As a writer, reader and reality TV watcher, Canada Reads masterfully combines some of my favourite practices and past-times in a nation-wide, televised battle of the books. And while I enjoyed the 2016 debates – watching national celebrities compassionately defend great, Canadian stories – there was one comment by defender Farah Mohamed regarding Tracey Lindberg’s Birdie that irked me, and I’ve been wrestling with her words since March.
“I was really hoping that it would be a book that would not be like the stories we have heard,” she said. “I am so desperate to read a story about an Aboriginal woman that doesn’t necessarily go through all of this.”
The statement was made in regards to Lindberg’s main character, Birdie, who experiences sexual trauma and wrestles through mental health issues in the story. And while there is no question, that there are many voids in Canada’s literary canon – that there is a universal desperation for voices that are missing or absent – what bothered me about Mohamed’s statement was the way she assigned that responsibility to Lindberg, a not-so-subtle why-couldn’t-you-write-something-else implication, a cumbersome prescription that Birdie defender Bruce Poon Tip rightly alluded to as a way of colonizing Lindberg’s work.
This burden of positivity, is a tough one for writers – at least it is, for me.
When I began writing a novel, soon after publishing a memoir, I workshopped it with another writer. I had created my first book during a post-graduate program where I relied heavily on feedback. I wanted to recreate that collaborative environment.
In one of the early chapters of my novel, my protagonist – a woman of colour – stares into a mirror, examining her head, her hair, her face. My writing friend said, “I hope she’s not going to have those identity questions. It would be nice to see a black female character who is happy with herself and doesn’t take on those negative ways of looking.”
I spent months re-working the story, re-starting it, re-thinking my protagonist. I needed a new beginning or a new way of seeing the world that would avoid this cliché. But nothing came to me. And for a long time, I thought that made me a failure. If a man of colour was tired of reading about women of colour wrestling with concepts of beauty, perhaps other readers were as well. Perhaps my writing was one big cliché. Perhaps I was a failure. Maybe both.
I came to the conclusion, eventually, that I can’t write his story. I can’t write the story he wants to read or even the story readers want to encounter. I can only write the story I’ve got – which is what I wanted to say to Farah Mohamed in my own defense of Tracey Lindberg’s complicated character Birdie.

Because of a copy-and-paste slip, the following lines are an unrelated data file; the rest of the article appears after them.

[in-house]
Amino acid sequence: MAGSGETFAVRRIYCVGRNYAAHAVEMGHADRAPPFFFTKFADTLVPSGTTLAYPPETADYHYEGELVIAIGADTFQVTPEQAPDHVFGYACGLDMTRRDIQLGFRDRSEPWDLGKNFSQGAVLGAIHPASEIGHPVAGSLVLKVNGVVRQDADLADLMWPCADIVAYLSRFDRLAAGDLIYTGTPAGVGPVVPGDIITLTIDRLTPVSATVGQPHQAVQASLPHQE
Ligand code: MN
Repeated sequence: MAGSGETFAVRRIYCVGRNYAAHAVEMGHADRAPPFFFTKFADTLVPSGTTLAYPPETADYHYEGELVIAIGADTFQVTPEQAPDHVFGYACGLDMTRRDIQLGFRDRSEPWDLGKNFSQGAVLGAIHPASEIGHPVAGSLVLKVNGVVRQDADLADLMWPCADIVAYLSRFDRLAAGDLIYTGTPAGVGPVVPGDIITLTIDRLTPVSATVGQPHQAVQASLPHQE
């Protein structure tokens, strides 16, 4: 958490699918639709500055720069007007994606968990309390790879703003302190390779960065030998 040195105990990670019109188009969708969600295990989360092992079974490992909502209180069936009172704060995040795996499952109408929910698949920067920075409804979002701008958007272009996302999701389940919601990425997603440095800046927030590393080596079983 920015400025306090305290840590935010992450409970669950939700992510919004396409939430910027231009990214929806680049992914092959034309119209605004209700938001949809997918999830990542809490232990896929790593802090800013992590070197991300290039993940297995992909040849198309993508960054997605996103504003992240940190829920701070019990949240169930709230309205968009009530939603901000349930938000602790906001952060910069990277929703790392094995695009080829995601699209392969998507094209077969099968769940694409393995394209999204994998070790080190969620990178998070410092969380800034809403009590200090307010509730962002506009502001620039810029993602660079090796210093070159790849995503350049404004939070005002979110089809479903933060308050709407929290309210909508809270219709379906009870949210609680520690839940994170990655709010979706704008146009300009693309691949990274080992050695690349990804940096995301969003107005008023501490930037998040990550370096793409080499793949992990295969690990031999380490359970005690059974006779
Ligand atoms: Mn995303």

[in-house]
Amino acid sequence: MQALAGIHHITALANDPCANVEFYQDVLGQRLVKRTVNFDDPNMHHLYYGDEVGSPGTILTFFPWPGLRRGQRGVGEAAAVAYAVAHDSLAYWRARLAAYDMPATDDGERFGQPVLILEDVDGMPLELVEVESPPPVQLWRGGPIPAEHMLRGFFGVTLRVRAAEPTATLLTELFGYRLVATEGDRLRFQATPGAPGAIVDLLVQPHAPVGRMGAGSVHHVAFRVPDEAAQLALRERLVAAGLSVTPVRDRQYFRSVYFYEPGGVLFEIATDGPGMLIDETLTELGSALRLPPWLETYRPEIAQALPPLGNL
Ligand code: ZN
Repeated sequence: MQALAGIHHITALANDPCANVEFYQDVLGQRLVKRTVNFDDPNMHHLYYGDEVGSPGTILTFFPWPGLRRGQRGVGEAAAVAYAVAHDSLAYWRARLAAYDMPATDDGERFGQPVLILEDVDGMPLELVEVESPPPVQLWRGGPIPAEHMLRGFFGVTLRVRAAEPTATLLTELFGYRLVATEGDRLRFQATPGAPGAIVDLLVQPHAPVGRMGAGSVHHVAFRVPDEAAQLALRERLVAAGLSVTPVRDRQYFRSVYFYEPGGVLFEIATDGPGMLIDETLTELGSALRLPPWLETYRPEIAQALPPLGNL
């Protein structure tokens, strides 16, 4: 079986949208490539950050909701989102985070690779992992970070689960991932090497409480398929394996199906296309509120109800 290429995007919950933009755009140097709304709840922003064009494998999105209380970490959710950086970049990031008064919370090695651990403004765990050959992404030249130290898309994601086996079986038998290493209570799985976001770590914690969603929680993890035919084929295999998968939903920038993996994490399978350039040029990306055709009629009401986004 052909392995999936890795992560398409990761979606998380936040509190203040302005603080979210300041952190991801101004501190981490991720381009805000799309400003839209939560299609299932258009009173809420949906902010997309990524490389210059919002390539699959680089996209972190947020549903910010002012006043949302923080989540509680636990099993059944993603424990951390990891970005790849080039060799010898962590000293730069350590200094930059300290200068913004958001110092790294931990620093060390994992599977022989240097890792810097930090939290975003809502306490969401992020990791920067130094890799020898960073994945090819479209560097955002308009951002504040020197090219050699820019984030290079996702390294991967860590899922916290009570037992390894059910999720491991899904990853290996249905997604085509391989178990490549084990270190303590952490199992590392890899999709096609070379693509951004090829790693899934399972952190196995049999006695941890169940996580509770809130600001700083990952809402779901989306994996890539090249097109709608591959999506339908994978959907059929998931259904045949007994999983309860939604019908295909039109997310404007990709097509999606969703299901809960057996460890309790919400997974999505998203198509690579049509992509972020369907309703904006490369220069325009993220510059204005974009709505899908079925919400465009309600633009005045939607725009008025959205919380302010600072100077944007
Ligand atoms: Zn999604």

Birdie is the story Lindberg was given. And it’s a gift from her to all of us.
It is not a happy story per se. But these are not happy times for Indigenous women in Canada. These are hard and complicated times, tragic, even. Urgent. And as a reader, I think it’s more important for me to wrestle with that truth by considering Lindberg’s story in the exact way she tells it – particularly given that Birdie is one of the far-too-few Canadian stories by and about Indigenous Canadian women published by a multi-national publishing house.
While some authors can and should write fantastic worlds or true to life settings where positivity abounds and happiness is abundant, other writers are called to wade through the murky waters of difficult experiences using painful prose to shed light where dark and difficult times prevail, unencumbered by the stories that have come before them.
In life, marginalized people continue to face oppression and injustice, and there are many readers (well-read and reluctant) who do not know or understand the particularly weighted life of systemic oppression or marginalized experiences, who have not absorbed or heard “all of the stories” that have left Mohamed and my writing friend feeling so desperate for something different – a desperation, I would argue, that is far more relevant for Canadian publishers to wrestle with than any Canadian author.
“Birdie is an important book that makes us ask what is my responsibility as a relative to indigenous people? An indigenous woman has … been captured and put on the page by another indigenous woman. No holds barred. Bruises and all. And it’s beautiful.” – Bruce Poon Tip, Canada Reads
The views expressed by Open Book columnists are those held by the authors and do not necessarily reflect the views of Open Book.
Jael Richardson is the author of The Stone Thrower: A Daughter's Lessons, a Father's Life, a memoir based on her relationship with her father, CFL quarterback Chuck Ealey. The book received a CBC Bookie Award and earned Richardson an Acclaim Award and a My People Award as an Emerging Artist. A children's book called The Stone Thrower came out with Groundwood Books in 2016. Her essay "Conception" is part of Room's first Women of Colour edition, and excerpts from her first play, my upside down black face, are published in the anthology T-Dot Griots: An Anthology of Toronto's Black Storytellers. Richardson has an MFA in Creative Writing from the University of Guelph, and she lives in Brampton, Ontario where she serves as the Artistic Director for the Festival of Literary Diversity (The FOLD).